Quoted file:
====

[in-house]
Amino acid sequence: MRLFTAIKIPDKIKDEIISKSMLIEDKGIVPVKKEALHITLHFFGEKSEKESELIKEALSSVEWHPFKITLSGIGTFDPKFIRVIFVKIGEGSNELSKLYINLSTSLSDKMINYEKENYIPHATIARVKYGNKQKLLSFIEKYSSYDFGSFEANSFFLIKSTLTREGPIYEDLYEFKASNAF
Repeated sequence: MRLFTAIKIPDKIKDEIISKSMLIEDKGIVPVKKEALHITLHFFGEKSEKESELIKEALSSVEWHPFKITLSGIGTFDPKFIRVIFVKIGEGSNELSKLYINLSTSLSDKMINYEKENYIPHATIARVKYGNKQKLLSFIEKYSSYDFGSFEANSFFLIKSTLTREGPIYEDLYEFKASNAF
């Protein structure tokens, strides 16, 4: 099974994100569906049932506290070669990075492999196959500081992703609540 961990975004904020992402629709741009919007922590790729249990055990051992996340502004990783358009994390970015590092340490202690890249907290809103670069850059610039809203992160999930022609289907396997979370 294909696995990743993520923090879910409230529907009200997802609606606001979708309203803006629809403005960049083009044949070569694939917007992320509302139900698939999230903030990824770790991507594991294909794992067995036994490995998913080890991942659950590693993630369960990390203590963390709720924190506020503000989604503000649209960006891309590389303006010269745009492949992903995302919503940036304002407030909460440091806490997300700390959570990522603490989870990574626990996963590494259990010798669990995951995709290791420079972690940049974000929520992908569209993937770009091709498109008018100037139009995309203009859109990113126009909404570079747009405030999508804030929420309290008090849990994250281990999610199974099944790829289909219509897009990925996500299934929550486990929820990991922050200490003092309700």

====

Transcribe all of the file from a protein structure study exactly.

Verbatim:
[in-house]
Amino acid sequence: MRLFTAIKIPDKIKDEIISKSMLIEDKGIVPVKKEALHITLHFFGEKSEKESELIKEALSSVEWHPFKITLSGIGTFDPKFIRVIFVKIGEGSNELSKLYINLSTSLSDKMINYEKENYIPHATIARVKYGNKQKLLSFIEKYSSYDFGSFEANSFFLIKSTLTREGPIYEDLYEFKASNAF
Repeated sequence: MRLFTAIKIPDKIKDEIISKSMLIEDKGIVPVKKEALHITLHFFGEKSEKESELIKEALSSVEWHPFKITLSGIGTFDPKFIRVIFVKIGEGSNELSKLYINLSTSLSDKMINYEKENYIPHATIARVKYGNKQKLLSFIEKYSSYDFGSFEANSFFLIKSTLTREGPIYEDLYEFKASNAF
């Protein structure tokens, strides 16, 4: 099974994100569906049932506290070669990075492999196959500081992703609540 961990975004904020992402629709741009919007922590790729249990055990051992996340502004990783358009994390970015590092340490202690890249907290809103670069850059610039809203992160999930022609289907396997979370 294909696995990743993520923090879910409230529907009200997802609606606001979708309203803006629809403005960049083009044949070569694939917007992320509302139900698939999230903030990824770790991507594991294909794992067995036994490995998913080890991942659950590693993630369960990390203590963390709720924190506020503000989604503000649209960006891309590389303006010269745009492949992903995302919503940036304002407030909460440091806490997300700390959570990522603490989870990574626990996963590494259990010798669990995951995709290791420079972690940049974000929520992908569209993937770009091709498109008018100037139009995309203009859109990113126009909404570079747009405030999508804030929420309290008090849990994250281990999610199974099944790829289909219509897009990925996500299934929550486990929820990991922050200490003092309700």